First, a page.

BALANCE SHEET BLOG – HOLLYWOOD, FL


Holocaust Documentation Center – Comments: 2010
December 30, 2010, 1:43 PM
Filed under: CRA Districts, Downtown, HDEC

December 30, 2010

Note:  The comments provided in this post respond to our earlier post on the Holocaust Documentation and Education Center here.

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Thank you for that very informative and well-researched article on the Holocaust Museum on Harrison Street. As a museum professional for over 30 years (curator, archivist, director/CEO, member of the American Association of Museums), I find the process of developing this museum highly unreasoned. The figures you mention that the leaders of the museum are asking for are startling, to say the least, for a city the size of Hollywood. I have visited Holocaust museums around the country, and many are housed in modest buildings, and work with modest budgets, yet are able to present the history and documents in educational and satisfactory formats. The subject of the Holocaust must be treated with great respect. Throwing huge amounts of money at an unfinished and inactive “museum” does not create confidence in its future.

In order for a museum to raise money, the management must reach out to those they believe are or will be their public, their supporters. For example, how did the Holocaust affect people of Hollywood, Florida in the 1930s and 1940s?  I assure you that an exhibition on this topic could be prepared by two or three professionals with modest funding.

Next, this museum’s leaders seem to hope to open with a huge bang in an expensive building. I know from experience that it is far better to start small, develop your audience, and use your audience support to raise funds to grow. There are unfortunately quite a number of expensive museum structures around the country that simply fail to bring in an audience, while there are other small, poor museum organizations with visionary leadership to which the public flocks–and the museum then grows.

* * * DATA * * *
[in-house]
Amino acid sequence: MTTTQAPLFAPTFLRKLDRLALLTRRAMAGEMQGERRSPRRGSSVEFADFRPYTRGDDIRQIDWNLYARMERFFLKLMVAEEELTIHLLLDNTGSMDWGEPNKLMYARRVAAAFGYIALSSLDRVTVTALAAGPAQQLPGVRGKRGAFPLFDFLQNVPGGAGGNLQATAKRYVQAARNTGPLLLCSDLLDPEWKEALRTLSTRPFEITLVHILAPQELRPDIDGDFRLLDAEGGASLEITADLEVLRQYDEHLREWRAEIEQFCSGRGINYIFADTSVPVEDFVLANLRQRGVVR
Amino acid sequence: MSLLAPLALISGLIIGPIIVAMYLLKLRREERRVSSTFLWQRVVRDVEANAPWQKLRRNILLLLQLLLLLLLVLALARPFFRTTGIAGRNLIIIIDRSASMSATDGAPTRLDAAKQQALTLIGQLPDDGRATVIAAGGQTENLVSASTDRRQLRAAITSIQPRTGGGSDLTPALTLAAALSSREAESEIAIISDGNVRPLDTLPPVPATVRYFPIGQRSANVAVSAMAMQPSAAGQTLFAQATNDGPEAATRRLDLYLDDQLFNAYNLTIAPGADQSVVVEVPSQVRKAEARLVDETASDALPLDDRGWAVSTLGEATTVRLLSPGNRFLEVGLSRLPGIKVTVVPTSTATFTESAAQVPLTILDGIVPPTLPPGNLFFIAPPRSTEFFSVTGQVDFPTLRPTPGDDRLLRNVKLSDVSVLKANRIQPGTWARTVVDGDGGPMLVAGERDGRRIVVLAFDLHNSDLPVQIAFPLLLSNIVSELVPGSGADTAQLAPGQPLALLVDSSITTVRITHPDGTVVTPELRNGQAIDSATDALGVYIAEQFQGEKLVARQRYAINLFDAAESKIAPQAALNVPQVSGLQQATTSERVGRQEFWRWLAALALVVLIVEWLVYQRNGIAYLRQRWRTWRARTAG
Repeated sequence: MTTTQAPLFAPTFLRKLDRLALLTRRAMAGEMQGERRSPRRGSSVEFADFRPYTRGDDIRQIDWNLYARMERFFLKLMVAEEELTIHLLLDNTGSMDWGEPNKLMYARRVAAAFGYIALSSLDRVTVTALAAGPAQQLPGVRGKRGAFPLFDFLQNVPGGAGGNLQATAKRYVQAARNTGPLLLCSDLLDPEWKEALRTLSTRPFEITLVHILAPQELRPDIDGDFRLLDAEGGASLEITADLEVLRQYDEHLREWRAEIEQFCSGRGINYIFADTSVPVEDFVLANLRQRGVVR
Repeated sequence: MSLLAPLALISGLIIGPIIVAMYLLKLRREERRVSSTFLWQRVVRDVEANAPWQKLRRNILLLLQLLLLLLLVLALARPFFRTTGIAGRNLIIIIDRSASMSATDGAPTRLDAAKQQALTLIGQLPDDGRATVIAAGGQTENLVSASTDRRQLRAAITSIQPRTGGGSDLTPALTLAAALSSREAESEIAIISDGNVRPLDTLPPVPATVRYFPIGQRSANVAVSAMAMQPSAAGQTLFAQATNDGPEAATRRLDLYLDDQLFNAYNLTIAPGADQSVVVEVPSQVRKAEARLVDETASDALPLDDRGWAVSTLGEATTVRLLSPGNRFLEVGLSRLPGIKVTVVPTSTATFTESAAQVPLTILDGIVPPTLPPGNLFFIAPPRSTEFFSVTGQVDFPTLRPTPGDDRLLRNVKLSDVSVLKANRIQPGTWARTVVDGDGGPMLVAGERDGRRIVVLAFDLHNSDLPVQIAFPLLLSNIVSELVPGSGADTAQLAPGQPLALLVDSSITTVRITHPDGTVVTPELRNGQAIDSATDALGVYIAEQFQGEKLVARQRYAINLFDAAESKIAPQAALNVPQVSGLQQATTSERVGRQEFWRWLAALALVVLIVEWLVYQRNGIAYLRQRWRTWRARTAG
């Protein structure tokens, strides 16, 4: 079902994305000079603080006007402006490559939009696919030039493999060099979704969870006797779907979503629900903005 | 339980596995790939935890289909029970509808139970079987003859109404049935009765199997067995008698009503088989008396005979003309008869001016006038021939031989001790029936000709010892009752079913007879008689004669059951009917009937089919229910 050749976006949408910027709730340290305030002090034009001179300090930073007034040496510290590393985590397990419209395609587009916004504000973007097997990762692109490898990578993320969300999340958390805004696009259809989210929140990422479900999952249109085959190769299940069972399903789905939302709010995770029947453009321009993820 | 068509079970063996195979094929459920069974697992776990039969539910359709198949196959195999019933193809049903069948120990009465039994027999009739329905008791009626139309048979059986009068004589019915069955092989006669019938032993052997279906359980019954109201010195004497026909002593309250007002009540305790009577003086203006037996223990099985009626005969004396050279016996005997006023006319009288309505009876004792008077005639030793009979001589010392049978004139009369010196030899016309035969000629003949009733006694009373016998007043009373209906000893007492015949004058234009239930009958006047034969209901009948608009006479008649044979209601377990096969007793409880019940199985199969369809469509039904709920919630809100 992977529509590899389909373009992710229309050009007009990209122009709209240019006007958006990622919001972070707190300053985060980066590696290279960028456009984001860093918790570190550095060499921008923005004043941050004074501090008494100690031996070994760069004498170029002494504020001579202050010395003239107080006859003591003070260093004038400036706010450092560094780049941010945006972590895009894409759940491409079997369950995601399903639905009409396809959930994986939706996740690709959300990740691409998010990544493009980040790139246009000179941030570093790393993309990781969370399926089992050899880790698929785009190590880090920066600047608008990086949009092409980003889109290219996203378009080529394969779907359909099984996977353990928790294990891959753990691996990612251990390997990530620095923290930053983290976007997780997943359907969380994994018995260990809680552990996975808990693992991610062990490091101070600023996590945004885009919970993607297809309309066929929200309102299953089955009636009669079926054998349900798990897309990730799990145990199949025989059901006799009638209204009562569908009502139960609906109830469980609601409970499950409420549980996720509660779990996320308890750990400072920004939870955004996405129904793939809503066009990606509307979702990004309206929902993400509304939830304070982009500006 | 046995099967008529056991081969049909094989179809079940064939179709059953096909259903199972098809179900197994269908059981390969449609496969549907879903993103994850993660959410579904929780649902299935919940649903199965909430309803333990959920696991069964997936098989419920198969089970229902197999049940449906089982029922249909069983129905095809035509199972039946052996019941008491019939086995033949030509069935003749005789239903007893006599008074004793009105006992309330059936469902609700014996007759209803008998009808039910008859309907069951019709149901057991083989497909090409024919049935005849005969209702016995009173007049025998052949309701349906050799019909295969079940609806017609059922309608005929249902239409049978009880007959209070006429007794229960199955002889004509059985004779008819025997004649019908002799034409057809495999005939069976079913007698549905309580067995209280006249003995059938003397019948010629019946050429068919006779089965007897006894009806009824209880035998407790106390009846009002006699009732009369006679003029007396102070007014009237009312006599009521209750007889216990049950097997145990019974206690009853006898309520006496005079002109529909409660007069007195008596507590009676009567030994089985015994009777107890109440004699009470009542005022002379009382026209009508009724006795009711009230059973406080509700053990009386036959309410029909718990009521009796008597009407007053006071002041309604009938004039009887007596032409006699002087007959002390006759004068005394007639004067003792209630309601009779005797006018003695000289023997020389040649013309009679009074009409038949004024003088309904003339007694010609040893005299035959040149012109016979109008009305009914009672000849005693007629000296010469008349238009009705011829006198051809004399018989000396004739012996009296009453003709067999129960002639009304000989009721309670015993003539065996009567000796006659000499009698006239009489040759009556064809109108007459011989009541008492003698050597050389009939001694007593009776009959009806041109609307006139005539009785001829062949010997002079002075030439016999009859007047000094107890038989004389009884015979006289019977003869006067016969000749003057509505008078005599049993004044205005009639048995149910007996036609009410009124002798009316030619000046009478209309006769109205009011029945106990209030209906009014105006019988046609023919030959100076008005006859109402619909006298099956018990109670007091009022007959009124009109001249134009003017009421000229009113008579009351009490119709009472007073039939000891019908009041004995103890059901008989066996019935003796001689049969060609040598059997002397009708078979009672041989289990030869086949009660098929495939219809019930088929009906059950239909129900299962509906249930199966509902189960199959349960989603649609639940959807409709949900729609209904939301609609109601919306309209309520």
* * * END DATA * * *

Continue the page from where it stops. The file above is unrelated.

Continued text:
To your questions I will add another: who is hiring the director/CEO, and who provides oversight for that position? The duties of a museum director are: creating and maintaining a budget; establishing one-, five- and ten-year plans and keeping the organization on schedule for both the plans and the budget. As the Holocaust museum is a non-profit organization, both its budget and the plans should be made available to the public. The business and professional backgrounds of all leaders, the CEO and the board members, should also be made available to the public.

Also, does the city of Hollywood wish to be the major donor to this museum? Do the taxpayers agree? It is generally far more successful if the museum has a base of private donors.

Again, as both a museum professional and a native of Hollywood, I have been wondering for some years what was going on with the Holocaust Museum. Thank you for your very informative article.

Joan Mickelson
aka Joan Mickelson Lukach
author of A Guide to Historic Hollywood


You have misled your readers, hopefully because of a lack of understanding. The Holocaust Documentation and Education Center is not asking for a $1.7 million grant.  It is asking for the CRA to take back the $1.7 million building and own it, and lease it to the Center for $1 a year, as the City and CRA have been doing with several other non-profits for decades.  If the Center fails to fulfill its mission, the CRA gets back a tremendously improved building, instead of the decrepit building it bought and turned over to the Center.

Apparently you prefer the empty stores on Harrison Street–and perhaps would like to see another Pole Dancing establishment like the one we now have next door to the Holocaust Center.  Sara and Laurie, I’m sure you noticed it when you visited the Center–you couldn’t have missed its hot pink striped front and pictures of scantily clad ladies.  If HDEC is foreclosed on by the CRA, you can try to get another similar establishment in its building.  After all, the building was previously a nightclub holding “fetish nights” when HDEC took it over.  It can be one again. Oh–I guess it would be impossible for us to expect you to spend your energies helping the Center raise the $360,000 needed to open instead of expending your energies, as usual, to try to tear it down.   I know you have a long history of seeing the glass half empty, but you can at least be honest with your readers and let them decide for themselves.  Please print this in its entirety, so another voice can be heard.

Mara S. Gulianti


HDEC wants its $1.7 million purchase money mortgage debt to be forgiven and it wants control of 2031 Harrison Street for 99 years at no cost. Whatever you want to call this transaction, it sounds like a freebie to us.

Mrs. Guilianti says the CRA will get title to a building in better shape than it was when the CRA bought it for HDEC. Think about this.